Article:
Page last updated at 23:52 GMT, Monday, 7 September 2009 00:52 UK

Infections 'speed memory loss'

Elderly man
Preventing common infections could stop memory loss

Infections outside the brain may speed memory decline in Alzheimer's disease, UK researchers say.

In a study of 222 elderly people with Alzheimer's they found that getting infections in places like the chest or urinary tract could double memory loss.

The Southampton University researchers think this leads to higher levels of an inflammatory protein called tumour necrosis factor (TNF) in the blood.

They say better care to prevent infections is very important.

Cognitive decline

The study published in the journal Neurology followed the Alzheimer's patients for six months.

Between them 110 of the 222 subjects developed a total of 150 infections, in areas such as the chest, stomach and intestines and the urinary tract, which led to the production of TNF proteins.

These are collectively known as acute systemic inflammation events (SIEs).

The worse the infection the worse the affect on the memory
Professor Clive Holmes, University of Southampton

Subjects with one or more SIEs during the six months follow-up had two times the rate of cognitive decline from their baseline score at the start of the study compared with those who had no SIE.

And those patients who had high baseline levels of TNF and then suffered an SIE over the following six months had a 10 fold increase in the rate of cognitive decline compared to those who were SIE free.

Further work

Professor Clive Holmes at the University of Southampton, who led the research, said they had looked at patients with mild, moderate and severe Alzheimer's disease.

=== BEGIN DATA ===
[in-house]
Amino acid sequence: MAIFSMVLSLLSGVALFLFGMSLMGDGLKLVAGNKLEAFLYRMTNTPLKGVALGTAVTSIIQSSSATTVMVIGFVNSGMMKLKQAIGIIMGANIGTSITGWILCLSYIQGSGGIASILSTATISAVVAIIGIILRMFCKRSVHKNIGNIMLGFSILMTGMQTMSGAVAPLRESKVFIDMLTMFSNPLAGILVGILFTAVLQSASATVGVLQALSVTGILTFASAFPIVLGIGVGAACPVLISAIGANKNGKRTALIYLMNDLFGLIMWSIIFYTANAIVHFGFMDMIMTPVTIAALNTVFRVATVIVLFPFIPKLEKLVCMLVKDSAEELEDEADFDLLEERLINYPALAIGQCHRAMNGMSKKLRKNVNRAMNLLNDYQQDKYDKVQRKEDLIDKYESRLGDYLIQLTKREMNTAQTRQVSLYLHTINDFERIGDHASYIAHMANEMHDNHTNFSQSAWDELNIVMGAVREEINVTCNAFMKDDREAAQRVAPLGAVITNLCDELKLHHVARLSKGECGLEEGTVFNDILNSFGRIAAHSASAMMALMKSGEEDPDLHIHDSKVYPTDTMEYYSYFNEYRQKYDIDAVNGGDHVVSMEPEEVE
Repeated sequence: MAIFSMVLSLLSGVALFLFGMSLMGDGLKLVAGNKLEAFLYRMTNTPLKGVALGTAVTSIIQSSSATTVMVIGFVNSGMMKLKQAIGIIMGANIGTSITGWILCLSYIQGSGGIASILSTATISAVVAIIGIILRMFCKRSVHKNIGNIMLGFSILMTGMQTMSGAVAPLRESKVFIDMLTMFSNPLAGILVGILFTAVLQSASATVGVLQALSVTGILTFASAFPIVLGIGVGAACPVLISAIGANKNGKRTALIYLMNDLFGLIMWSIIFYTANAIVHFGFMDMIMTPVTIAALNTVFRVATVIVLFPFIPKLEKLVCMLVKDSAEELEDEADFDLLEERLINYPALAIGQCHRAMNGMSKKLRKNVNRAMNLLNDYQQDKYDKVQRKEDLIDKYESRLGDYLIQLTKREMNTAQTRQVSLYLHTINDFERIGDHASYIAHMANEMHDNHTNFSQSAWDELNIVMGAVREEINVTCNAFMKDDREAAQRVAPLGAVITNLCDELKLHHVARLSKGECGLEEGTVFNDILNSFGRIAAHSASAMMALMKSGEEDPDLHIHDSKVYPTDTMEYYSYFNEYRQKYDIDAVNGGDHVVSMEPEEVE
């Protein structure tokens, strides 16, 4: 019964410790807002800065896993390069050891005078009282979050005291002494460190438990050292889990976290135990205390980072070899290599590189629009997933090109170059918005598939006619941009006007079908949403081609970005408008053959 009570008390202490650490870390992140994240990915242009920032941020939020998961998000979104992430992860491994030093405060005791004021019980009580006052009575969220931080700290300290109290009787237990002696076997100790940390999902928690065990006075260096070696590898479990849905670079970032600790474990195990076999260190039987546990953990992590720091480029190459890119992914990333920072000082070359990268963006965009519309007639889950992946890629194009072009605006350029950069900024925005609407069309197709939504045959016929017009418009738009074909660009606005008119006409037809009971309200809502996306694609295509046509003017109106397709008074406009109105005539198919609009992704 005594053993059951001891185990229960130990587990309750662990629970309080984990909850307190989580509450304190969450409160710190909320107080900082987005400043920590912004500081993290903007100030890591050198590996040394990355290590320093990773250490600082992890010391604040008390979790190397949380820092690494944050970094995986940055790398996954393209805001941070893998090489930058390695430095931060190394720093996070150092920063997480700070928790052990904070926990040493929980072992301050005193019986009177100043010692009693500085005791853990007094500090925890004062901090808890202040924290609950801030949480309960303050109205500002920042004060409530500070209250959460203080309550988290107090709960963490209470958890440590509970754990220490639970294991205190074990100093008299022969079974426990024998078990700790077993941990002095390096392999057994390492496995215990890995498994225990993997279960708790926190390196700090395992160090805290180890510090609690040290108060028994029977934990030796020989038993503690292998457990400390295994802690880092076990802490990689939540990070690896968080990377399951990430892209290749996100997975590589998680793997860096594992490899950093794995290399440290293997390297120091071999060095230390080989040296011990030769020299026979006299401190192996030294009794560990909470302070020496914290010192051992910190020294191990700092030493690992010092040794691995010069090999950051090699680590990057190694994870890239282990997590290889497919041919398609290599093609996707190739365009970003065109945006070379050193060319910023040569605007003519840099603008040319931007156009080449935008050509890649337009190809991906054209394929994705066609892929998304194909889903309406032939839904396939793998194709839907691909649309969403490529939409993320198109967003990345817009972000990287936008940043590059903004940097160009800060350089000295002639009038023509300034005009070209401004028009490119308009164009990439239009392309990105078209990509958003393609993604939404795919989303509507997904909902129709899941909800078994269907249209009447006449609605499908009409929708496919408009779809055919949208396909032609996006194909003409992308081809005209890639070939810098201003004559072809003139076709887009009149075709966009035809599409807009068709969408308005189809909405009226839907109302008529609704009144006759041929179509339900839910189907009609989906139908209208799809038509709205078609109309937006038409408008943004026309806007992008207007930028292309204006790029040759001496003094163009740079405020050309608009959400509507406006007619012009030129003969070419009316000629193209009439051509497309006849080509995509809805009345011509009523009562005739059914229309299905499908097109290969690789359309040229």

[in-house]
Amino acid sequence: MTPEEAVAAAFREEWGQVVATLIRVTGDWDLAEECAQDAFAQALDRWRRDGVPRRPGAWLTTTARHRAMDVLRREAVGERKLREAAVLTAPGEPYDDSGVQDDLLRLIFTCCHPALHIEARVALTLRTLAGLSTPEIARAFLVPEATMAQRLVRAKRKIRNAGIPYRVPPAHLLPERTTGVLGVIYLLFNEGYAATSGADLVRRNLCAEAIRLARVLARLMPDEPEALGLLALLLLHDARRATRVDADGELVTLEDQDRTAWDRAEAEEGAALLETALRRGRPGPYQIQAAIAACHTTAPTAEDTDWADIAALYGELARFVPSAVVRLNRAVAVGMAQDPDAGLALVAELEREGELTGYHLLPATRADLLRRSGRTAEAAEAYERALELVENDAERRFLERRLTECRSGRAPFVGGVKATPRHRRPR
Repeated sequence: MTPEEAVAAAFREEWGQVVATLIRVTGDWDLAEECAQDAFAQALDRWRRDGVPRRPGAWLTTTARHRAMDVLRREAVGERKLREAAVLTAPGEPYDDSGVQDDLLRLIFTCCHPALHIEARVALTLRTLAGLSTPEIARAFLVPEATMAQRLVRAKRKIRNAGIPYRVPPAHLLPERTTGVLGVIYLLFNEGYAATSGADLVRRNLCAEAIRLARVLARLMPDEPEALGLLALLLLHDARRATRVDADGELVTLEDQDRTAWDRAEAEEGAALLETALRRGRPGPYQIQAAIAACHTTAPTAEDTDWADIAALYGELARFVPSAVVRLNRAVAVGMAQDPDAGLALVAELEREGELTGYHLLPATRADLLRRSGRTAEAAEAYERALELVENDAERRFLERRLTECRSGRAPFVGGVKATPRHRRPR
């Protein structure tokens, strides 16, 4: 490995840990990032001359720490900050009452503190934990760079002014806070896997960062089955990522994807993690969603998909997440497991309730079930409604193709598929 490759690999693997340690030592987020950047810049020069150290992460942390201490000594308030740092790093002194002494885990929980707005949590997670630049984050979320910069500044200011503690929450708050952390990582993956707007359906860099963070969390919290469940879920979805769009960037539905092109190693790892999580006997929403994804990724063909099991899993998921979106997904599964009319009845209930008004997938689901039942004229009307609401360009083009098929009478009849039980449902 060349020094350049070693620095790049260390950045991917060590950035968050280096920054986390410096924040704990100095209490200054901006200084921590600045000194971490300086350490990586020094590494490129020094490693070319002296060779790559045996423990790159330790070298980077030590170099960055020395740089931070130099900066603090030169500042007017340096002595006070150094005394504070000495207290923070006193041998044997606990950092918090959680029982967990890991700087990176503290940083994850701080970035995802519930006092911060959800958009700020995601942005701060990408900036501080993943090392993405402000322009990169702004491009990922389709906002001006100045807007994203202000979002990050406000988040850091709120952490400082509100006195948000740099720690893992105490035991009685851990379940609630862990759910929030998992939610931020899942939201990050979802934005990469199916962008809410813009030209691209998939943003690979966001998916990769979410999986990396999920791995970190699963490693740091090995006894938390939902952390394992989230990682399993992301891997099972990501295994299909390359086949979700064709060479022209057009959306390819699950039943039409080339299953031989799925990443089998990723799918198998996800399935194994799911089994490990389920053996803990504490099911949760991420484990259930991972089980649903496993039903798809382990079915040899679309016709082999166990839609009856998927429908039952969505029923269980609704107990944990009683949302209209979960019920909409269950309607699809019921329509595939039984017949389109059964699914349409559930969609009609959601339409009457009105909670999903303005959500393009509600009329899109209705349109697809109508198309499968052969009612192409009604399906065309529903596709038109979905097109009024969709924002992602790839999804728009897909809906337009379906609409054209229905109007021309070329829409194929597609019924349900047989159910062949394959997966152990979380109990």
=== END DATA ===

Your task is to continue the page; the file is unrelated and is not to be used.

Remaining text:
"The worse the infection the worse the affect on the memory, but this is only an association at the moment.

'"One might guess that people with a more rapid rate of cognitive decline are more susceptible to infections or injury, but we found no evidence to suggest that people with more severe dementia were more likely to have infections or injuries at the beginning of the study.

It's important that older people, people with dementia and carers treat any infection seriously and seek medical help
Dr Susanne Sorensen, Alzheimer's Society

"If further work proves that TNF is causing more brain inflammation it may be possible to use drugs that block TNF to help dementia sufferers."

Professor Holmes said although common illnesses like colds and slight wounds could also set up an inflammatory response in the body, the data from his study did not support the idea that even these could cause memory loss.

Inflammatory processes

Dr Susanne Sorensen, Head of Research, Alzheimer's Society said: "This study is an important step towards understanding the processes that occur during the onset of Alzheimer's disease.

"We know there might be a link between inflammatory processes and Alzheimer's but this is not yet fully understood.

"These findings are helping us to understand more about possible reasons for this link.

"In the meantime it's important that older people, people with dementia and carers treat any infection seriously and seek medical help. "

Rebecca Wood, Chief Executive of the Alzheimer's Research Trust said: "This fascinating study shows that infections and inflammation may be linked to memory loss in Alzheimer's.

"We need to do more research into this and all aspects of the disease to understand its causes."



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